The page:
BEVCOMMUNITY

Connect with the local beverage industry. Trade news, trends and insights.

CPSA Legislative Session Recap: Anything but Quiet

Sean Hughes, Account Director, Connecticut Package Stores Association.

By Sean Hughes, Connecticut Package Stores Association

We are now headed into the fifth month of the Connecticut General Assembly’s legislative session, with a little more than 30 days until it closes. At the beginning of this session, the general outlook was that it would be a quiet year since the legislature would be meeting virtually and the Capitol Building would be closed. While for some industries it has indeed been a quiet year, Connecticut’s package stores have had one of their busiest years since the war on minimum bottle pricing under the Malloy administration.

This year, there have been proposals to allow for the sale of wine and beer at grocery stores, for beer to be sold in big-box stores and for the inclusion of wine and liquor bottles in the state’s “bottle bill.” The Connecticut Package Stores Association (CPSA) was successful in killing or favorably amending every single bill that would have negatively impacted the liquor industry in Connecticut.

The proposals to allow wine to be sold in grocery stores and beer to be sold in box stores were both included in one bill: House Bill 6101, “AN ACT CONCERNING VARIOUS ISSUES RELATED TO THE LIQUOR CONTROL ACT.” CPSA and its members worked tirelessly to lobby members of the General Law Committee on the devastating impacts that those two included proposals would have on the three-tier system.

Hundreds of store owners, managers, employees and customers called their legislators, submitted written testimony and testified at the public hearing in opposition to both measures. All explained from personal experience how these measures would hurt their businesses, or even force them to close their doors for good.

On the other side of these issues stood larger national box stores, chains and grocery stores, who were very much in favor of H.B. 6101. They both launched massive “grassroots” campaigns in an attempt to gain the public’s support for wine in food stores and beer in box stores. A huge amount of money was spent by a coalition of national chains, which sought to change Connecticut liquor law in their favor through the house bill.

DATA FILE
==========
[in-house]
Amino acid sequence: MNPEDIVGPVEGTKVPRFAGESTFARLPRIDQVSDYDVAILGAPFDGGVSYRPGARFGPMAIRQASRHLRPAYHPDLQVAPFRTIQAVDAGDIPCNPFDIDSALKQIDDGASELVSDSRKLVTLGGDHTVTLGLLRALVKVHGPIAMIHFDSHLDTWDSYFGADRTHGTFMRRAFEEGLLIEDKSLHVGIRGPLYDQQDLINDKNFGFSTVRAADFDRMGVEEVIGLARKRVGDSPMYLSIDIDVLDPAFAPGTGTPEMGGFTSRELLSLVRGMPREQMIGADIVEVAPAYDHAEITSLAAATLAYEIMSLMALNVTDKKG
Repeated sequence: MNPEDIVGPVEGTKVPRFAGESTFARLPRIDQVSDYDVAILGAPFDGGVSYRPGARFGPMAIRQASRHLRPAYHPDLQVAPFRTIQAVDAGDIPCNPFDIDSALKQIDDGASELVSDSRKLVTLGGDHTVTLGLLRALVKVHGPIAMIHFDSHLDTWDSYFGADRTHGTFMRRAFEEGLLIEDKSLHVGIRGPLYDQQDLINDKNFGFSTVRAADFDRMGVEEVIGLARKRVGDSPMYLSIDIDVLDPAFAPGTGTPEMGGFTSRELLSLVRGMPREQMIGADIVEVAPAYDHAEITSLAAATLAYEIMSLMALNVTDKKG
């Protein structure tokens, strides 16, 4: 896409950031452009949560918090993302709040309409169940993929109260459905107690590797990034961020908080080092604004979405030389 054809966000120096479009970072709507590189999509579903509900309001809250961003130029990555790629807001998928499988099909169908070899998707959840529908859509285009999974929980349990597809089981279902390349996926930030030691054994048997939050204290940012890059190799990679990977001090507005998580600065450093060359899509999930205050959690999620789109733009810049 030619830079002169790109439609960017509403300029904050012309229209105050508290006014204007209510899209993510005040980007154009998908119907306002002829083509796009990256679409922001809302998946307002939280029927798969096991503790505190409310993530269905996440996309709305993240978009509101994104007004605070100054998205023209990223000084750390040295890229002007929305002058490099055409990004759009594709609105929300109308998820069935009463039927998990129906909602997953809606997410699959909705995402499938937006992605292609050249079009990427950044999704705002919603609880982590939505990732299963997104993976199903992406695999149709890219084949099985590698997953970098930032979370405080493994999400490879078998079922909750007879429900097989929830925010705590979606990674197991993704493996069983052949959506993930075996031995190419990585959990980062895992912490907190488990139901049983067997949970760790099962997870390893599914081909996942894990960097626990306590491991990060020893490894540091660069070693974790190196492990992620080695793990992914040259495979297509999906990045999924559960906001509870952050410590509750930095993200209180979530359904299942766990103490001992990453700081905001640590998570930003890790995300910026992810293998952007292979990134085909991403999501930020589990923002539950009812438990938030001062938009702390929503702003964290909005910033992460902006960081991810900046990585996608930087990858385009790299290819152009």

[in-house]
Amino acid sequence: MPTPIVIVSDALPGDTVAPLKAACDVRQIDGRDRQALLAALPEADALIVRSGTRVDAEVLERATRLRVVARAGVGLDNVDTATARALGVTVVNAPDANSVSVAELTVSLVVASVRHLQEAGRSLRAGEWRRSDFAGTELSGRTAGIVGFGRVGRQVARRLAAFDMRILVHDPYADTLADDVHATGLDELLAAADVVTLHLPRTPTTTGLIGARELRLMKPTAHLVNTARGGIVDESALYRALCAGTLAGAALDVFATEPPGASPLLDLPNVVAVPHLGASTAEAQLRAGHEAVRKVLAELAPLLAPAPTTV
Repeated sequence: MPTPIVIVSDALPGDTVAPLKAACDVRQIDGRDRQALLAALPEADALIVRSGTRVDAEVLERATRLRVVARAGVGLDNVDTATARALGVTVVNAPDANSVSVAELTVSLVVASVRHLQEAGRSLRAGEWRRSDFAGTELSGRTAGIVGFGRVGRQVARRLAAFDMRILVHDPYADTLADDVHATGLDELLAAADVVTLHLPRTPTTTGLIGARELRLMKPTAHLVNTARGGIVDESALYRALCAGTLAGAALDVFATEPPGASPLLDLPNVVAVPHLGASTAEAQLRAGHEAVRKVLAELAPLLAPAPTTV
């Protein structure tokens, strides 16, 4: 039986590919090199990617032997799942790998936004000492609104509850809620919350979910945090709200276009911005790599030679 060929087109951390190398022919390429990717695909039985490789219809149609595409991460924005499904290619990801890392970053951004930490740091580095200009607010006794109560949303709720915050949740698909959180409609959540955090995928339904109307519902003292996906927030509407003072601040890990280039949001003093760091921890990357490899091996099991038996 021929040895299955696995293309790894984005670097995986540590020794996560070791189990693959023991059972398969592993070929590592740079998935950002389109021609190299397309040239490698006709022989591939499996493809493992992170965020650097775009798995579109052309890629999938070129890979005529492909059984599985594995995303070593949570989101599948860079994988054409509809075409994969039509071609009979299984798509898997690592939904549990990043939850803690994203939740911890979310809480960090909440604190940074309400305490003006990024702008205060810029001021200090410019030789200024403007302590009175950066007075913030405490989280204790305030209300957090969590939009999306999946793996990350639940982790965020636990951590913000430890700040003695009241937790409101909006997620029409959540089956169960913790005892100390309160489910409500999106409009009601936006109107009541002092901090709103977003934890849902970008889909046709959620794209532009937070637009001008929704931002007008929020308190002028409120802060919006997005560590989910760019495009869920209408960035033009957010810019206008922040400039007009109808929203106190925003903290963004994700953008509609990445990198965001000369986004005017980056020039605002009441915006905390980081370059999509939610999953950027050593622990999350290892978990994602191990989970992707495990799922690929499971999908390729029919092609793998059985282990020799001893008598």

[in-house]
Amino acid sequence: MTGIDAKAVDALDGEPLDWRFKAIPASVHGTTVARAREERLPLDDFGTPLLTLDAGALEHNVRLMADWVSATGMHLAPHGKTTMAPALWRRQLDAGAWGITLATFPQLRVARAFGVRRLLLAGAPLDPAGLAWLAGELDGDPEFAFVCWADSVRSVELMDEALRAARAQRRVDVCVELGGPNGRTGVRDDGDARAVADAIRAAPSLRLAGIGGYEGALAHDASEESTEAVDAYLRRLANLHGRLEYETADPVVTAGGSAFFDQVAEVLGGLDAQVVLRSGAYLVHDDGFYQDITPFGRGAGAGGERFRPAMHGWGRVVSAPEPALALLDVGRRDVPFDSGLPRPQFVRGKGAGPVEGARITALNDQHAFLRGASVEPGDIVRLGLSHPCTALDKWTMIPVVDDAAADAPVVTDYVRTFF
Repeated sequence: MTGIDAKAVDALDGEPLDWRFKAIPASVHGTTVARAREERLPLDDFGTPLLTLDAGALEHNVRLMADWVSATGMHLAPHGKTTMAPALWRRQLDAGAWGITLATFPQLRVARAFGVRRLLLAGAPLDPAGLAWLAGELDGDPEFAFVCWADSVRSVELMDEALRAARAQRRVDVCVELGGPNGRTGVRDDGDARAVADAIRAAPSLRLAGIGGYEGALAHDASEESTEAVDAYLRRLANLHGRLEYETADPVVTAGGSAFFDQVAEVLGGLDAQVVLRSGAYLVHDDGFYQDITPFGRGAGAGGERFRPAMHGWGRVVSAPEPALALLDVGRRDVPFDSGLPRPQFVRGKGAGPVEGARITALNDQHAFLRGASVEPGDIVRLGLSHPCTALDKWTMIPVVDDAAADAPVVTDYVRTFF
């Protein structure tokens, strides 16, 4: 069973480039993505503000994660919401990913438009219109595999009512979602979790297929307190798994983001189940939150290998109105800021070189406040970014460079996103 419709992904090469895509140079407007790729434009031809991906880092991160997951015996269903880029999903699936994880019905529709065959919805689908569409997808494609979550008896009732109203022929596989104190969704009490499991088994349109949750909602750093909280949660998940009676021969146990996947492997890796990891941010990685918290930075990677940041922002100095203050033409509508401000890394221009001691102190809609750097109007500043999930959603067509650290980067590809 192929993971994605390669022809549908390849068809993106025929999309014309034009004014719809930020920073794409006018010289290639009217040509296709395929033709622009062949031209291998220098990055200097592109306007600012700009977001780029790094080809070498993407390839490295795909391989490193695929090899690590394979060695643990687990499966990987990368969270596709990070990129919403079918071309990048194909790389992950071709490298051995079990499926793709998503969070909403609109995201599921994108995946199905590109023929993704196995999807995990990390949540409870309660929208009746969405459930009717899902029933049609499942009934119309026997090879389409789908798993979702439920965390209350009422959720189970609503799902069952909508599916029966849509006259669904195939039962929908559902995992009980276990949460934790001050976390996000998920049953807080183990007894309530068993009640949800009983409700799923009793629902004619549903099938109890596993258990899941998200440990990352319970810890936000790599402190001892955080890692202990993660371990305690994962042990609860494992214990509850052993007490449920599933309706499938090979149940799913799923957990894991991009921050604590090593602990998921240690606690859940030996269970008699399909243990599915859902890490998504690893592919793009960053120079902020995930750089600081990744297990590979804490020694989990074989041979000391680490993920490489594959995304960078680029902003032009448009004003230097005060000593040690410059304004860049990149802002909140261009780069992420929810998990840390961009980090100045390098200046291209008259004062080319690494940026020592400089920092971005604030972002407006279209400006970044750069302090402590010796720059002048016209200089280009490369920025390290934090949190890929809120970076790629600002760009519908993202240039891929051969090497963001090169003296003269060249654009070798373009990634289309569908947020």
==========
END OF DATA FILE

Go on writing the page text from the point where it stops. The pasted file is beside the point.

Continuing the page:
In the end, the strong advocacy by CPSA staff and its members and supporters was enough to kill the bill in the General Law Committee. The bill was never brought to a vote because there was not enough support in the committee to get the bill approved. Although H.B. 6101 is dead for the 2021 Legislative Session, the issue is certain to return year after year. Defeating the proposal will require the same level of support and energy that was shown this year – and every year these issues are again introduced.

The third issue that CPSA and its members were successful in stopping was the addition of wine and liquor bottles to Connecticut’s “bottle bill.” Senate Bill 1037, “AN ACT CONCERNING SOLID WASTE MANAGEMENT,” was originally proposed in the Environment Committee and contained language that would have expanded the bottle bill to include wine and liquor bottles for redemption.

The bill would have placed a 10-cent deposit on each bottle and would have required consumers to bring them back to the package store. Under this proposal, package store owners would be forced to take back the empty containers of 100% of the products that they sell. This would force owners to give up valuable retail space to accommodate all of the empty bottles that would be brought back for the deposit. CPSA was successful in lobbying to remove wine and liquor bottles from being included in the bottle bill. The association and other parties in the industry are going to be involved in discussions with the Department of Energy and Environmental Protection regarding ways to recycle more glass in the waste stream.

While this has been an extremely busy session with new and unique hurdles for the liquor industry in Connecticut, CPSA has been very successful in adapting to the virtual world of advocacy to defeat significant and dangerous proposals. Maintaining the unique and impressive liquor market in Connecticut will require support and advocacy from every single store and employee.

CPSA will continue to fight on behalf of package stores against these proposals every single year. We thank all stores for their support, especially our membership, which continues to grow. If you are not a member, please consider joining CPSA today.

 

« | »